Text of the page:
Archive for December, 2007

Planetary Exploration

29th December 2007

If you’re reading this post at randomguy3.wordpress.com, the title of this post will display as “Planetary Exploration”. If you’re reading it at planetkde.org, the title of this post (and, indeed, every other post by me) will be “randomguy3″.

You may have noticed this with several other planetary bloggers, by and large people who use WordPress. But not everyone who uses WordPress has this issue – Wade Olson, for one, gets his post titles displayed on Planet KDE.

The common theme, as far as I can see, is avatars. If you have an avatar, a <media:content> tag is placed in each item of the feed linking to it, with a <media:title> subtag. The Planet appears to pick this up (the title for the avatar) and use it as the title for the feed item (ie: the post).

I can’t check this for sure, though, since WordPress won’t let you remove your avatar, only change it.

I suspect using /feed/atom as the feed url (rather than /feed) will fix the issue as well, since that doesn’t make any mention of the avatar.

Now Playing: MPRIS

29th December 2007

MPRIS is insane. MPRIS is well-thought out. MPRIS is a standard for querying and controlling any media player without having to know the details of each player’s remote interface. MPRIS is now supported by the Now Playing data engine.

All of the above statements are true, to varying degrees.

It’s insane because it uses the same interface name (org.freedesktop.MediaPlayer) for three different interfaces (one for each of the objects /, /Player and /TrackList). This causes havoc with Qt’s D-Bus interface compiler. Luckily, just about everything I need is exported by the /Player part of the interface. Unfortunately, the only way to get the current track number out of Audacious is using the /TrackList object.

It’s well-thought out in most other respects. It has signals for information changes (something missing in Juk’s D-Bus interface). It is generally adaptable to the capabilities of most media players, without going overboard. It has a sane system of informing clients about the capabilities of the player’s interface (such as whether you can skip to the next track, for example), even if Audacious isn’t entirely honest about what is possible.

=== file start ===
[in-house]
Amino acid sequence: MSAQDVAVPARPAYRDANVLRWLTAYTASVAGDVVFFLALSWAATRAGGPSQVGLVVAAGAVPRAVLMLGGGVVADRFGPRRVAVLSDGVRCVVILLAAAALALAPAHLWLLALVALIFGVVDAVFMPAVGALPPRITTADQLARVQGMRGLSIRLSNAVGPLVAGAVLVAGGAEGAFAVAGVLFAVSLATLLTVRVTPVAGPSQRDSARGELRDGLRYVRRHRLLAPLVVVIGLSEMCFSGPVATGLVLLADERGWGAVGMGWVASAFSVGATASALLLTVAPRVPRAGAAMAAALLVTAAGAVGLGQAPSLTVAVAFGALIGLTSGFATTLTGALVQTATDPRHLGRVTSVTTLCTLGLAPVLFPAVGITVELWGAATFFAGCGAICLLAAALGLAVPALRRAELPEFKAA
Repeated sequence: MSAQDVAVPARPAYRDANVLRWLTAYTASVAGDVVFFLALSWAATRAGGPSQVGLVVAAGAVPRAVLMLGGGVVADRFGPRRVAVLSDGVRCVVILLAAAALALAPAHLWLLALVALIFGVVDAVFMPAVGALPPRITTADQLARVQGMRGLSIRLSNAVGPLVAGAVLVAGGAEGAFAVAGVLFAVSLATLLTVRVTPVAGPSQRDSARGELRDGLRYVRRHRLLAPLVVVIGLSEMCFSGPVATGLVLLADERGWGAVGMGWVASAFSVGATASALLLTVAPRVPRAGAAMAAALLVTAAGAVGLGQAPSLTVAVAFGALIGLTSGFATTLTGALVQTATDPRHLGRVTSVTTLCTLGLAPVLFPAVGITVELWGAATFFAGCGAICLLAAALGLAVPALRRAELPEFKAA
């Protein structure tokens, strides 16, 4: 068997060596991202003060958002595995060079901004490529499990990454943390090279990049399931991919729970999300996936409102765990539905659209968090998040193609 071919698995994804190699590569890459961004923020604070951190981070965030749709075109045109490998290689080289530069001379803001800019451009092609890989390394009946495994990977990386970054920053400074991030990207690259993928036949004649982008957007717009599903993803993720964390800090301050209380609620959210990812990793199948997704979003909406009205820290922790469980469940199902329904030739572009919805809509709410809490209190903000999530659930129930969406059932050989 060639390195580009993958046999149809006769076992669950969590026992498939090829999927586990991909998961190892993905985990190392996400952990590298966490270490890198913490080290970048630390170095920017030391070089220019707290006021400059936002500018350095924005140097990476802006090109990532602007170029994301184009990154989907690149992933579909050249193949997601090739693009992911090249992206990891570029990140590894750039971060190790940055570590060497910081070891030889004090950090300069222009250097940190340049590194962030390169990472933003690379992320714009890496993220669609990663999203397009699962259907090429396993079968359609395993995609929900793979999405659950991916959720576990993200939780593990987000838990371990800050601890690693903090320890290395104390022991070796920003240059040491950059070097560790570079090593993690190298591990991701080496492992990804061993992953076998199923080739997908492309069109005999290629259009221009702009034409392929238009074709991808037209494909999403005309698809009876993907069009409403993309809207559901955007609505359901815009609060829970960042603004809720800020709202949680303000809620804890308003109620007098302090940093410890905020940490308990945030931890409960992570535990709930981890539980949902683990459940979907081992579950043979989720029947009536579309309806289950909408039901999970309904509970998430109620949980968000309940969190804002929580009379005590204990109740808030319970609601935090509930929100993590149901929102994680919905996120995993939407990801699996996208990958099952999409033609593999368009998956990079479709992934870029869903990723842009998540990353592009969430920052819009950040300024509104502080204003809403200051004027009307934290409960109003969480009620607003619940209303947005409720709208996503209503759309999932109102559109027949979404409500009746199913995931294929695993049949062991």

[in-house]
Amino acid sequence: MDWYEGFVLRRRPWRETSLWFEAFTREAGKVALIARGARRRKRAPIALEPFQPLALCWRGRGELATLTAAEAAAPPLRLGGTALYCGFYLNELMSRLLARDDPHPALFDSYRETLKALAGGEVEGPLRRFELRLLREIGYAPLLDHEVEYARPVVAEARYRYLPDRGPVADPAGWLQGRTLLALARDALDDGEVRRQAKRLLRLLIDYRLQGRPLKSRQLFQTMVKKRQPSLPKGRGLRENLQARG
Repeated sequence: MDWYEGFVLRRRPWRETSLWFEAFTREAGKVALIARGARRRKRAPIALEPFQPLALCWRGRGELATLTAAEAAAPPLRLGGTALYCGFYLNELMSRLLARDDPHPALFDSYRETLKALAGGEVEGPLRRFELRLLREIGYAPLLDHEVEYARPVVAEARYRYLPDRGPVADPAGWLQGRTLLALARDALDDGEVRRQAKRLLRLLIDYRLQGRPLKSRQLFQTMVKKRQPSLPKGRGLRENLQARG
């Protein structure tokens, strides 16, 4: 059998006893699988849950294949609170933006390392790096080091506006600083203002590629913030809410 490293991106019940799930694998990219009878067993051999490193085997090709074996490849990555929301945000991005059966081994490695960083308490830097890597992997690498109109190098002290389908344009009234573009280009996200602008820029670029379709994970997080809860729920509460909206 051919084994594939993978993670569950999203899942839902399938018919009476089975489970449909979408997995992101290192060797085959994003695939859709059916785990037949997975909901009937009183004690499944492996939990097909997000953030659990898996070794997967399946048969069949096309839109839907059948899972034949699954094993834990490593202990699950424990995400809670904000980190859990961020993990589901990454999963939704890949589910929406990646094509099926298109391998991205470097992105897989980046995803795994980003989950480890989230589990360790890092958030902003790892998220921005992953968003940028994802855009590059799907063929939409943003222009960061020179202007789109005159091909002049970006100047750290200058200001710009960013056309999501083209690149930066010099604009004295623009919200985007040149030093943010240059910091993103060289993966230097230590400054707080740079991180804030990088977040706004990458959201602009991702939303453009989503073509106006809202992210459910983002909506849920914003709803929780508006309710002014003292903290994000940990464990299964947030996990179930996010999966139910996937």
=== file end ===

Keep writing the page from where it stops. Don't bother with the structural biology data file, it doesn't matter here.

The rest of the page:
It’s a universal standard that allows clients to be player-agnostic. Or, at least, that’s the idea. Currently, I can only find one client supporting it: Audacious (although VLC 0.9.0 should include MPRIS support). And Audacious diverges from the standard in a couple of respects, most noticeably in the metadata returned for a track. It doesn’t include the tracknumber (which is optional, but it would be nice if it returned it when it made sense). It uses “length” for the length of the track in seconds, rather than “time”. And, outside the metadata, it claims every action is possible, even when it isn’t, such as stopping when nothing is playing.

The Now Playing applet support MPRIS players. Or, at least, it supports Audacious, which is the only one I’ve tested it with. And it doesn’t give a track number even then. But hey, it’s better than nothing, right? And other players should work “out of the box”, providing they don’t need any hacks like Audacious’ length/time metadata issue.

So: Juk and MPRIS players are supported. Next, I think I’ll steal XMMS support from the Kopete Now Listening plugin.

Incidentally, the player-querying code in the Now Playing engine should be general enough to use with other projects that need to get this information. One possible future change is to make them plugins that can be loaded by anyone who wants them.

PS: Is it me, or are there loads of media players that all seem exactly the same (WinAMP, Audacious, XMMS, Beep)?

What’re you listening to?

17th December 2007

At the moment, I can only start most KDE3 applications by clearing the environment of KDE4 things (basically by su’ing to myself) and running them from there.  Which means session management doesn’t work.  I got fed up with doing this with Amarok, so I’ve started using Juk as a stand-in until Amarok 2 is usable.